Retired Madison litigator Earl H. Munson Jr., center, is one of two recipients of the Wisconsin Law Foundation’s 2019 Charles L. Goldberg Distinguished Service Award. He is pictured here with daughter Heidi Munson, left, and with his legal assistant of 40 years, Jane Ames, right.
Oct. 16, 2019 – Earl H. Munson Jr. is described by those who know him as a “consummate professional,” with sound counsel and good judgement.
Ask him, and he’ll point to those who came before him as his mentors for professionalism and integrity.
Munson, a retired Madison litigator with BoardmanClark, is one of two recipients of the Wisconsin Law Foundation’s 2019 Charles L. Goldberg Distinguished Service Award, along with Milwaukee County Circuit Court Judge Carl Ashley. The award recognizes a lifetime of service to the profession and the community. Both received the award at the Wisconsin Law Foundation Fellows Dinner on Oct. 10, 2019.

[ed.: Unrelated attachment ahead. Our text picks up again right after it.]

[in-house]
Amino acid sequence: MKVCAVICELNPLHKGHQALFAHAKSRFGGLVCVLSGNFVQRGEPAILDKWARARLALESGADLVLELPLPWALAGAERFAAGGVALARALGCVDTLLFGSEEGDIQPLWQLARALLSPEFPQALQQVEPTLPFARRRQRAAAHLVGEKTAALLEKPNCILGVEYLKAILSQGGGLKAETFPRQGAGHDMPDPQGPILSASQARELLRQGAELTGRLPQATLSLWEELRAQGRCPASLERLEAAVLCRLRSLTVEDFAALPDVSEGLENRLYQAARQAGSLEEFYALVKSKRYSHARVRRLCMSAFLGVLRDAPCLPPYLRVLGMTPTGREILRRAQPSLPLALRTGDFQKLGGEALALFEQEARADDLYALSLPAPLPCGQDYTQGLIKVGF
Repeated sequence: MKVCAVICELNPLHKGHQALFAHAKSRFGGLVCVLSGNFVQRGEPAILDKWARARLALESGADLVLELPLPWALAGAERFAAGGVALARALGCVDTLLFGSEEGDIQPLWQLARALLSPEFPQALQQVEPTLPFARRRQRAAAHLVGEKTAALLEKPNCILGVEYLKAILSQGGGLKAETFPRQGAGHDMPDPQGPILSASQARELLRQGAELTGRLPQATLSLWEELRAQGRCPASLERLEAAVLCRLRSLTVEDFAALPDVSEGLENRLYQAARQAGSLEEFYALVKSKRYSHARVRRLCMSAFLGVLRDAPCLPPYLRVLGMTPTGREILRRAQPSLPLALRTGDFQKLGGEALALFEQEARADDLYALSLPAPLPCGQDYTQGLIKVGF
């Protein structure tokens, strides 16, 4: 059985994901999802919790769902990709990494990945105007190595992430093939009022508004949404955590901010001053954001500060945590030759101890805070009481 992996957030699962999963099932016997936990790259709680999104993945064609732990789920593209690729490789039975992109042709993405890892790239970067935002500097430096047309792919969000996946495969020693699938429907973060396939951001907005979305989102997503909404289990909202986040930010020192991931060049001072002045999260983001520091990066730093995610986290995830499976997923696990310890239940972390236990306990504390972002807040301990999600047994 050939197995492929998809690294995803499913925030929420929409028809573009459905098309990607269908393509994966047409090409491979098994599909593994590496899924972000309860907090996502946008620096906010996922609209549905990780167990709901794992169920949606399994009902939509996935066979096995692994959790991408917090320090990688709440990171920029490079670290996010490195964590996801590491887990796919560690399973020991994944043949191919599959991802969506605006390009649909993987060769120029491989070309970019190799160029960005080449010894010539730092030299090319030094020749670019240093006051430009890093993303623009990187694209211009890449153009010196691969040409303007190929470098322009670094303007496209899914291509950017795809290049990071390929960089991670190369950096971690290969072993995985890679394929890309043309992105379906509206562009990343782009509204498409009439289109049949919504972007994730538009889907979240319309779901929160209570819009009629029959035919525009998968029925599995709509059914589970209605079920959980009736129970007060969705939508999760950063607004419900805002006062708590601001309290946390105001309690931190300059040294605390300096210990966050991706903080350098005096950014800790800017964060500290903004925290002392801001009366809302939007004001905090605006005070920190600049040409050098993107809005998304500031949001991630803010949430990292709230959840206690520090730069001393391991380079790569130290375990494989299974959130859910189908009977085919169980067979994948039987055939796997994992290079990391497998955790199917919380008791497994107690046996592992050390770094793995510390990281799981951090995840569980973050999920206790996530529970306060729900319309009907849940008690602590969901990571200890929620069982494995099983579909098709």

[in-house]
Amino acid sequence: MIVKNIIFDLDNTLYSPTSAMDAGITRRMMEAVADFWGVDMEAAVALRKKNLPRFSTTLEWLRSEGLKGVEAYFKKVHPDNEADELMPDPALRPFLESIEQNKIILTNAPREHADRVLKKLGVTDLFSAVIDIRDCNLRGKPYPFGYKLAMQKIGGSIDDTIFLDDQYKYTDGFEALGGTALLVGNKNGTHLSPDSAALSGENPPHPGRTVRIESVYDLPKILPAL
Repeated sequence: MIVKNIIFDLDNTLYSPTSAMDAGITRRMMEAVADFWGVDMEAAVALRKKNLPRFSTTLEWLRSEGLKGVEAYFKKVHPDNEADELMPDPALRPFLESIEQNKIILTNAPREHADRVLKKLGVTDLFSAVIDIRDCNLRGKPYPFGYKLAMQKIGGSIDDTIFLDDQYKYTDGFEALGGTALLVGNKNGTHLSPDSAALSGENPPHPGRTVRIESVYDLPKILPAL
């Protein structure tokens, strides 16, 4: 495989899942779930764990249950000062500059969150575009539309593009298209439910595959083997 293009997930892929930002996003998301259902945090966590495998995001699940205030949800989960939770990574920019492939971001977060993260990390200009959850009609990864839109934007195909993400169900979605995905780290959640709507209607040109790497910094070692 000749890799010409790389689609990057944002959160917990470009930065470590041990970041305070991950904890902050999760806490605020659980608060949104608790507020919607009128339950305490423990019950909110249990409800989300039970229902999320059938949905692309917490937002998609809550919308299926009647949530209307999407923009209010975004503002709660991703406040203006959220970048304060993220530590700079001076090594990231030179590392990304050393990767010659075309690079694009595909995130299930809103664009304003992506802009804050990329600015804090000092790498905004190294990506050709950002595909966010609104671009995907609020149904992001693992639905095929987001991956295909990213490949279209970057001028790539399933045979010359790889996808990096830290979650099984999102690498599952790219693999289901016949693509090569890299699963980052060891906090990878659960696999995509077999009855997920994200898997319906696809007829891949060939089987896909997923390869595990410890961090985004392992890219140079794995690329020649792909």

Finding a Home in the Courtroom
Munson, a native of Cambridge – which he describes at the time as a “very, very rural farming community” – watched his father practice law as a small town lawyer in general practice. After considering and rejecting engineering as a career, he chose law. “I never regretted it,” Munson said.
org sgreen wisbar Shannon Green is communications writer for the State Bar of Wisconsin, Madison. She can be reached by org sgreen wisbar email or by phone at (608) 250-6135.
Earning his J.D. at the U.W. Law School in 1959, Munson did his six-month apprenticeship – a requirement at the time – with his father. On graduation, he joined the U .S. Navy, eventually becoming a Navy lawyer. He was thrown into trying criminal cases – something he had no experience with, but he gained a lot of experience in prosecution and defense over the next four years.
“I spent my Navy career out on the West Coast trying court-martial cases,” he said. To his surprise, he found he enjoyed it. “That was when I decided the courtroom is my home,” he said.